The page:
Date of Award
Open Access Dissertation
Chemistry and Biochemistry
Bacterially derived secondary metabolites have repeatedly proved to be a valuable source of unique and biologically active compounds with applications far exceeding their well-known success as antimicrobials. The study of these molecules has led to a deeper understanding of the role of bacteria in the human body and how bacteria influence the development and progression of specific diseases. This dissertation covers two research projects that each detail investigations into the bioactivity of specific bacterial metabolites. In Chapter 2, bacteria isolated from pseudomyxoma peritonei (PMP) cancer tissues are studied to ascertain their effect on PMP cancer cells. This research led to the discovery of a species of Streptomyces designated PMP498-3 that is capable of invading PMP cancer cells. Additionally, analysis of its bacterial extracts identified a unique cyclic lipopeptide metabolite named myxomapeptin that was later found to be biologically active, with effects on PMP cell viability and energy metabolism. Interestingly, myxomapeptins showed a high degree of selectivity for PMP cancer cells, as their associated bioactivity was not reproducible in the non-PMP cell lines tested.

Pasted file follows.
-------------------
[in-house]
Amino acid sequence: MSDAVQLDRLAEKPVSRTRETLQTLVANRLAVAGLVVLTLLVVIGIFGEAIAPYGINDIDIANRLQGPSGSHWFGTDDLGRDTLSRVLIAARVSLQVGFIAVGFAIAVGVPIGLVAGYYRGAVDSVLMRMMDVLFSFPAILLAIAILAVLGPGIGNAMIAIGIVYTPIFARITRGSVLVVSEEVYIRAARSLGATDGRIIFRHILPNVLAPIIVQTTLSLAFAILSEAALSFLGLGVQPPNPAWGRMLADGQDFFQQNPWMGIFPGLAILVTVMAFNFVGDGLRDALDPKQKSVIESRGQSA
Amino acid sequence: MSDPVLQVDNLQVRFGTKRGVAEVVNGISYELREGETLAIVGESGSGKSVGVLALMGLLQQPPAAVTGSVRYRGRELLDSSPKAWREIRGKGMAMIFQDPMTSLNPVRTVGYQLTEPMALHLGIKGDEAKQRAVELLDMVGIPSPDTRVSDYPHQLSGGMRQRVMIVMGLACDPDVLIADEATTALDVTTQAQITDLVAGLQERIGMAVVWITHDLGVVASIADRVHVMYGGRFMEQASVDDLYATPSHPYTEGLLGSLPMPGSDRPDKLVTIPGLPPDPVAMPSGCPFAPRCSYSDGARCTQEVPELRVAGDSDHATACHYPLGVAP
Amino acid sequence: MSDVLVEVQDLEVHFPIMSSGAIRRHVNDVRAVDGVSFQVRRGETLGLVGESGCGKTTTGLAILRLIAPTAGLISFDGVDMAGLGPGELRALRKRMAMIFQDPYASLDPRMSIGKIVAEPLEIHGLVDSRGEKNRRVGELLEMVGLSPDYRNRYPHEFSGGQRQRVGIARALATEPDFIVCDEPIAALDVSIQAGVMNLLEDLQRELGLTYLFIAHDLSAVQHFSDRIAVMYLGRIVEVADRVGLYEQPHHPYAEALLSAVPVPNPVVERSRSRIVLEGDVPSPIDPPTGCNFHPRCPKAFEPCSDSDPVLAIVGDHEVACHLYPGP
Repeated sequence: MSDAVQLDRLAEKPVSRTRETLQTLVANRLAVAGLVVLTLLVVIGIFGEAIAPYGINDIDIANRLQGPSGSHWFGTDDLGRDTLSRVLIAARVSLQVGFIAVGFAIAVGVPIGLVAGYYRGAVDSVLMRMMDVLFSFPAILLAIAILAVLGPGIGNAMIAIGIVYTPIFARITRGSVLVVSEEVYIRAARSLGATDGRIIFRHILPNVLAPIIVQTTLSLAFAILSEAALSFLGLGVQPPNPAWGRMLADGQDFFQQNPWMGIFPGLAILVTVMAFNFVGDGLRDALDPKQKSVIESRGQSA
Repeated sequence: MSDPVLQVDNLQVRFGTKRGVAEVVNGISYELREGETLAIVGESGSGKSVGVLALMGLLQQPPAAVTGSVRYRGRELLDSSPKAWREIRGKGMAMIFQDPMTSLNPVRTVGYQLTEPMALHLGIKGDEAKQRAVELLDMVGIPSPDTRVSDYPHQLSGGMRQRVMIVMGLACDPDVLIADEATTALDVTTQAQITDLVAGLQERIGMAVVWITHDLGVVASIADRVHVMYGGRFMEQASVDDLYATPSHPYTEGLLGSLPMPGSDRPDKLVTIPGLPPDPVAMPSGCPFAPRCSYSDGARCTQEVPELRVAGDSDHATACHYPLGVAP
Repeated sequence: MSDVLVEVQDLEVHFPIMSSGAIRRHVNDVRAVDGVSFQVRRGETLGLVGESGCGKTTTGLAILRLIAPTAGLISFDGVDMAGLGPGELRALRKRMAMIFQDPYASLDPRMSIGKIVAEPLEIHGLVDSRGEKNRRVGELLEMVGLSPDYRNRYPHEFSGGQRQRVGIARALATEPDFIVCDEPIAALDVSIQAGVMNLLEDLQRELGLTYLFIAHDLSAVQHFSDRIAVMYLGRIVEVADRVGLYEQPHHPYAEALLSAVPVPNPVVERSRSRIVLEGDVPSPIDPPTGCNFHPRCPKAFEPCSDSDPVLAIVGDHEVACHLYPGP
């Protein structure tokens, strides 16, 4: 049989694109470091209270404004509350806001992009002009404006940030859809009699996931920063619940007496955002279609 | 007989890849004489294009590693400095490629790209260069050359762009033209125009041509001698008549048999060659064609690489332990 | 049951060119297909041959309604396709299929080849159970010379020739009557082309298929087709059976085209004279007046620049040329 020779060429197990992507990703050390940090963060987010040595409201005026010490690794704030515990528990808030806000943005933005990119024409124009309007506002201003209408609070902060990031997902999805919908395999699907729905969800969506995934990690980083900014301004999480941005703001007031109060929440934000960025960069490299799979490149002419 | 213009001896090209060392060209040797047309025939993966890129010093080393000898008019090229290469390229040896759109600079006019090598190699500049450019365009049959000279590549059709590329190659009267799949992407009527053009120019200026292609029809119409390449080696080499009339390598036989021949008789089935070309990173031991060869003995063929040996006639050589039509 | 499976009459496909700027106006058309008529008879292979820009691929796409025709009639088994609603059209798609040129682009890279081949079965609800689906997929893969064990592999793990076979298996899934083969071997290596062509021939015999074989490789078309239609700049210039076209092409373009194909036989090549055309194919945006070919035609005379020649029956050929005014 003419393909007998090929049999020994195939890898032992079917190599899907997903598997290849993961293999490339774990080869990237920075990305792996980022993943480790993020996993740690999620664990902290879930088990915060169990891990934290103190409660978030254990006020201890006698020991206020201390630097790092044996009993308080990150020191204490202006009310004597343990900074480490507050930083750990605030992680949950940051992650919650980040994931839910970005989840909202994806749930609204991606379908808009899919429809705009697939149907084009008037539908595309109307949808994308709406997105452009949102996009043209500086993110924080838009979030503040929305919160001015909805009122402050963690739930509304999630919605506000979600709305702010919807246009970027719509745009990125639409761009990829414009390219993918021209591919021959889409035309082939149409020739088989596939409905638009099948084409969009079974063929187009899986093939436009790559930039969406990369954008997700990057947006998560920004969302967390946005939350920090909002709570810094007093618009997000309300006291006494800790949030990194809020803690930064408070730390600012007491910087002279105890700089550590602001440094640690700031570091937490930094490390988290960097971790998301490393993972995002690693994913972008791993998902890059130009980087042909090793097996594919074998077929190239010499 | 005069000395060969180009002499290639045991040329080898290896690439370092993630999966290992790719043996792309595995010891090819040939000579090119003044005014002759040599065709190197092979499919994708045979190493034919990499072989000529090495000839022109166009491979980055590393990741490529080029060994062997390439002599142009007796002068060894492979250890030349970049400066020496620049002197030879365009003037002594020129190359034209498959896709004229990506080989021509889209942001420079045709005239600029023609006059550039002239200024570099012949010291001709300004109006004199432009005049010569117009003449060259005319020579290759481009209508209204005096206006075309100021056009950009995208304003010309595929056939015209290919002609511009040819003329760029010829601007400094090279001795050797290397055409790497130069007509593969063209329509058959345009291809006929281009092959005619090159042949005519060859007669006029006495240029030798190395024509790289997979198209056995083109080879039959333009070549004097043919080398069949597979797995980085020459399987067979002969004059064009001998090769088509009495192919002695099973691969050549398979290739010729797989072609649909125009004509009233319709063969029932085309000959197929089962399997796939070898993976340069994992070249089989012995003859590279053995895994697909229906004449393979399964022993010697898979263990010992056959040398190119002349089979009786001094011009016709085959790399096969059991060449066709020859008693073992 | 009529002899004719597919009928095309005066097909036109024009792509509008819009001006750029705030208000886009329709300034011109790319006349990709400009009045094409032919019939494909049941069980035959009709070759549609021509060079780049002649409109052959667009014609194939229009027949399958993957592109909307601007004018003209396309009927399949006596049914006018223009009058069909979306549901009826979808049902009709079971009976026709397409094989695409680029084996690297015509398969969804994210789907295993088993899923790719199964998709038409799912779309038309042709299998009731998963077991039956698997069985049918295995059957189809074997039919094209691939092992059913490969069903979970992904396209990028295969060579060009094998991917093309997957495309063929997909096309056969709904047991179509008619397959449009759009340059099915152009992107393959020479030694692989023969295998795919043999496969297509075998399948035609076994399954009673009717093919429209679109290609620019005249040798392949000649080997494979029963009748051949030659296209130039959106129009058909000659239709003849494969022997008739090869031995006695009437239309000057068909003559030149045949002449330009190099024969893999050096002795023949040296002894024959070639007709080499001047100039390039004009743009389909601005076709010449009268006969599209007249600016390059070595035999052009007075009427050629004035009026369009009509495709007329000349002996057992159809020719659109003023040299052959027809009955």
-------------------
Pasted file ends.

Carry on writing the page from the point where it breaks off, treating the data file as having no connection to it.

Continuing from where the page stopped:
In Chapter 3, the bioactivity of two unusual small molecule metabolites called sulfonolipids were investigated. Findings indicate that these sulfonolipids are capable of manipulating inflammation response through interactions with the TLR4/MD-2 receptor complex, and can prevent the pro-inflammatory M1 polarization of macrophagic immune cells. The work presented here establishes clear evidence for a complex and nuanced relationship between bacterial secondary metabolites and disease.
Ferris, Z. E.(2023). Bacterially Derived Secondary Metabolites and Their Impact on Inflammation and Cancer. (Doctoral dissertation). Retrieved from https://scholarcommons.sc.edu/etd/7154
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